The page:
In 2015, OMB released a National Strategy for Real Property, which requires agencies to implement a five-year rolling planning process that sets annual square foot reduction and disposal targets and prioritizes the disposal of unneeded and inefficiently used properties.
A Reduce the Footprint (RTF) companion policy also was introduced.
“Publicizing this information on 300,000 federal assets will make it easier to identify property that can be disposed of, sold or repurposed,” Brizzi said in a statement to Federal News Radio. “GSA looks forward to continuing to work with our partners in other agencies, Congress and the American public to ensure this data is as accurate and useful as possible as we carry out our mission to provide the facilities federal agencies need to carry out their important work at the best value to the taxpayers.”
The data represents the government’s inventory as of Sept. 30, 2016. 2017 data is scheduled for publishing in spring 2018.
The set isn’t a complete inventory, as FASTA allows the exclusion of property based on national security and Freedom of Information Act exclusions.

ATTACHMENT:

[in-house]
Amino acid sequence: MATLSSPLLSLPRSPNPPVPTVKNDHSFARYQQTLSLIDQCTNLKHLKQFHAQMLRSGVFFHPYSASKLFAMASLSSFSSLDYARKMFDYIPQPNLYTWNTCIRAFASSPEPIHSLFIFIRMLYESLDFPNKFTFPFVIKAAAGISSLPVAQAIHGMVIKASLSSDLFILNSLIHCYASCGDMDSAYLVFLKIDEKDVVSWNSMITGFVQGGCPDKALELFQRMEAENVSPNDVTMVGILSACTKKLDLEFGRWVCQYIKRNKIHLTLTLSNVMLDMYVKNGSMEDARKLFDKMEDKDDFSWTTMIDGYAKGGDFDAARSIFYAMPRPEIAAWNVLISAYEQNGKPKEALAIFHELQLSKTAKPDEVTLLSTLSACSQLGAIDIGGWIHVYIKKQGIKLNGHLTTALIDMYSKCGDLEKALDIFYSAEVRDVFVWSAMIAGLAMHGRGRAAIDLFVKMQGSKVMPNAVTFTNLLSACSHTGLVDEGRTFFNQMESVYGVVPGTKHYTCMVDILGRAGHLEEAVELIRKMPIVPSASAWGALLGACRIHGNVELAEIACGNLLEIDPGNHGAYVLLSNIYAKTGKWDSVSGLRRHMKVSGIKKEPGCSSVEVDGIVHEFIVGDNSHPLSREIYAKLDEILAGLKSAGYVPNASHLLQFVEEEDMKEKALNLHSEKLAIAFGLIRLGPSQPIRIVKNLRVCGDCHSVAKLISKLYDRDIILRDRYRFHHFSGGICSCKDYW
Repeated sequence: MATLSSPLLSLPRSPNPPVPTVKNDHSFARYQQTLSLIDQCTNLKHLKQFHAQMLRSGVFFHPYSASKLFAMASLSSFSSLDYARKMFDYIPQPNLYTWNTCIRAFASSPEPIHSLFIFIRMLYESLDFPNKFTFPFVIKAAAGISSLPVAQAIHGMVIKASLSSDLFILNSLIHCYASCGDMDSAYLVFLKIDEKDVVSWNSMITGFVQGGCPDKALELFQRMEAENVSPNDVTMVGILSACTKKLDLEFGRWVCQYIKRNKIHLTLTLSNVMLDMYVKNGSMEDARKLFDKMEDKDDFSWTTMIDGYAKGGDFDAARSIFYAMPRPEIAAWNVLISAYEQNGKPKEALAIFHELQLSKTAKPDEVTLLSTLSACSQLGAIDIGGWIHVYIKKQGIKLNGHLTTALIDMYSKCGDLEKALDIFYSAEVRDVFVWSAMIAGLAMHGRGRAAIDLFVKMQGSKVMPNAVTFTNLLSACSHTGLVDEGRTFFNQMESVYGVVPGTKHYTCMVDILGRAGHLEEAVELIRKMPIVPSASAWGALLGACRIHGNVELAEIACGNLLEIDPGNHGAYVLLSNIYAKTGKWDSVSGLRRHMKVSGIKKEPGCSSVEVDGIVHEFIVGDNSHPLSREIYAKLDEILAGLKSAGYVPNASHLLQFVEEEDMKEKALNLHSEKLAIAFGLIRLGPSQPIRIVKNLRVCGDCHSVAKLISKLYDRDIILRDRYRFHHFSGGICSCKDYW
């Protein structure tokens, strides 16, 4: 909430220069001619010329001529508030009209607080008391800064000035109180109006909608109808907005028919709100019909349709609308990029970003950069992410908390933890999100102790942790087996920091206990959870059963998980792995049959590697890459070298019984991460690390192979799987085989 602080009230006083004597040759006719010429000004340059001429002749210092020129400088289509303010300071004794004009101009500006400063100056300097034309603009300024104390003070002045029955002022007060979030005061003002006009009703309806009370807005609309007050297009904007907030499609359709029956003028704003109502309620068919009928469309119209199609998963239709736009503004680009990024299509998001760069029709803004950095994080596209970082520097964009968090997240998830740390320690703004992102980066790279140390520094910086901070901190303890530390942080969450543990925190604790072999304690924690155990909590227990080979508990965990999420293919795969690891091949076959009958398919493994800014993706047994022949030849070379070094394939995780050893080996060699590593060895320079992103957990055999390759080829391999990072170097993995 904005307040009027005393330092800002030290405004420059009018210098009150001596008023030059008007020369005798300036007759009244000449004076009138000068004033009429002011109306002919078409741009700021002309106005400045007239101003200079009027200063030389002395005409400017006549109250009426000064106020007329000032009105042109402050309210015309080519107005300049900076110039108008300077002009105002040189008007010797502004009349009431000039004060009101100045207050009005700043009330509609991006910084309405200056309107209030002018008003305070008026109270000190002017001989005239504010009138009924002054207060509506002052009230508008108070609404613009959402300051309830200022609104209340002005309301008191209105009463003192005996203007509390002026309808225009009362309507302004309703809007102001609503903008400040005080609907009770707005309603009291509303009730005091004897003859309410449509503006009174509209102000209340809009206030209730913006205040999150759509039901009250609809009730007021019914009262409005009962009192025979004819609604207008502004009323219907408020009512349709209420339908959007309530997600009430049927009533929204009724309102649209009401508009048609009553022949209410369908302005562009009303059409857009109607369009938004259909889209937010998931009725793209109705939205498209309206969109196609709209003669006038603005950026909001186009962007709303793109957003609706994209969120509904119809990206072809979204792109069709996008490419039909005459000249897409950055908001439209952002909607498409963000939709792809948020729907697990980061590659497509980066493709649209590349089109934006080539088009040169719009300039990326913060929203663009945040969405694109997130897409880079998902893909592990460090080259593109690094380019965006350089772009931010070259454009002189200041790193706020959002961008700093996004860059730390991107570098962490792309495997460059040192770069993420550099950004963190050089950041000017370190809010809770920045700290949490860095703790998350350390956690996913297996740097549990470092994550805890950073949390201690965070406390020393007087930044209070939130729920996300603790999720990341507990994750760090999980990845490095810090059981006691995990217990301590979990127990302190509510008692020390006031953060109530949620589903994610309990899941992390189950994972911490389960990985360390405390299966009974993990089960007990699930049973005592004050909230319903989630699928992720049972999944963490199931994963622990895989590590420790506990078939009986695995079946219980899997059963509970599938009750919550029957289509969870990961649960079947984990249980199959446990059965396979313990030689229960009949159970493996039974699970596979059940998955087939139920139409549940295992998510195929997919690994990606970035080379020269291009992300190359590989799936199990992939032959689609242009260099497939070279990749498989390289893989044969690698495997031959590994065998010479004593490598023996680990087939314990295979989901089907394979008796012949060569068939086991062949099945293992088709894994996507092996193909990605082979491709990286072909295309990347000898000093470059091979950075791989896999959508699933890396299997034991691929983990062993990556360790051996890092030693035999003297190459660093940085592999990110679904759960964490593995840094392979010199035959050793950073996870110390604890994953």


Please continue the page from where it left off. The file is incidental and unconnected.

The national security exclusion is a factor the Project on Government Oversight is always concerned about, said POGO Senior Policy Analyst Peter Tyler.
“Not just because it’s maybe hidden behind closed doors, it’s also at times an overused exemption,” Tyler said. “Things do not have to be a national security secret just because it’s Department of Defense property. It often gets lumped in because it’s easier. That’s something we want to watch and double check.”
Tyler said another problem is there’s just missing data in any agency. That’s something the Government Accountability Office highlighted in its High-Risk List, when it said some agencies estimated, rather than determined, actual operating costs for each building, since these agencies don’t maintain information on costs for specific buildings.